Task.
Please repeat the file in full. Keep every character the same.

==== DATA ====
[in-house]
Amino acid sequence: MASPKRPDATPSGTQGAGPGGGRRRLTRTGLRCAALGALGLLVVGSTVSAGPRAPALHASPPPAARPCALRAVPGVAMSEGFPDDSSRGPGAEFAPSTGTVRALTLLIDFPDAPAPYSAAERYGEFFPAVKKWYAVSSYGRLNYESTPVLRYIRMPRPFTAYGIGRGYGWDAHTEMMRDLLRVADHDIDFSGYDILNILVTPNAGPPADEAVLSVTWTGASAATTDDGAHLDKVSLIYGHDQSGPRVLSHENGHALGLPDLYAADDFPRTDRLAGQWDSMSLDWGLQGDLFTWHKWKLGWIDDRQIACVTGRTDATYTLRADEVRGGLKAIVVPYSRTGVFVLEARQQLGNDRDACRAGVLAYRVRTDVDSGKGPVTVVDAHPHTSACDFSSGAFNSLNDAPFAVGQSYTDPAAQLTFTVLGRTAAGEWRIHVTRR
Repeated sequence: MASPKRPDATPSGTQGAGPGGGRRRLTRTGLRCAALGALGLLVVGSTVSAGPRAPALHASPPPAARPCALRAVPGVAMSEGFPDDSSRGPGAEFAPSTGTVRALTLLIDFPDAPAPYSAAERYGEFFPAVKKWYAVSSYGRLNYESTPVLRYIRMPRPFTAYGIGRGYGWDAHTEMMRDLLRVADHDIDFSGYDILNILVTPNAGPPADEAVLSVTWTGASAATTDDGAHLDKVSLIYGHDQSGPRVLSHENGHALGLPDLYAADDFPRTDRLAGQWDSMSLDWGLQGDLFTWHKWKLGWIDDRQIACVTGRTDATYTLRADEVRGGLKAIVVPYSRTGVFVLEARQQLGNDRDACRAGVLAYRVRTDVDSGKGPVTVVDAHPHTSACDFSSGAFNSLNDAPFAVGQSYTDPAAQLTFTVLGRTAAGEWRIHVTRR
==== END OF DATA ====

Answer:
[in-house]
Amino acid sequence: MASPKRPDATPSGTQGAGPGGGRRRLTRTGLRCAALGALGLLVVGSTVSAGPRAPALHASPPPAARPCALRAVPGVAMSEGFPDDSSRGPGAEFAPSTGTVRALTLLIDFPDAPAPYSAAERYGEFFPAVKKWYAVSSYGRLNYESTPVLRYIRMPRPFTAYGIGRGYGWDAHTEMMRDLLRVADHDIDFSGYDILNILVTPNAGPPADEAVLSVTWTGASAATTDDGAHLDKVSLIYGHDQSGPRVLSHENGHALGLPDLYAADDFPRTDRLAGQWDSMSLDWGLQGDLFTWHKWKLGWIDDRQIACVTGRTDATYTLRADEVRGGLKAIVVPYSRTGVFVLEARQQLGNDRDACRAGVLAYRVRTDVDSGKGPVTVVDAHPHTSACDFSSGAFNSLNDAPFAVGQSYTDPAAQLTFTVLGRTAAGEWRIHVTRR
Repeated sequence: MASPKRPDATPSGTQGAGPGGGRRRLTRTGLRCAALGALGLLVVGSTVSAGPRAPALHASPPPAARPCALRAVPGVAMSEGFPDDSSRGPGAEFAPSTGTVRALTLLIDFPDAPAPYSAAERYGEFFPAVKKWYAVSSYGRLNYESTPVLRYIRMPRPFTAYGIGRGYGWDAHTEMMRDLLRVADHDIDFSGYDILNILVTPNAGPPADEAVLSVTWTGASAATTDDGAHLDKVSLIYGHDQSGPRVLSHENGHALGLPDLYAADDFPRTDRLAGQWDSMSLDWGLQGDLFTWHKWKLGWIDDRQIACVTGRTDATYTLRADEVRGGLKAIVVPYSRTGVFVLEARQQLGNDRDACRAGVLAYRVRTDVDSGKGPVTVVDAHPHTSACDFSSGAFNSLNDAPFAVGQSYTDPAAQLTFTVLGRTAAGEWRIHVTRR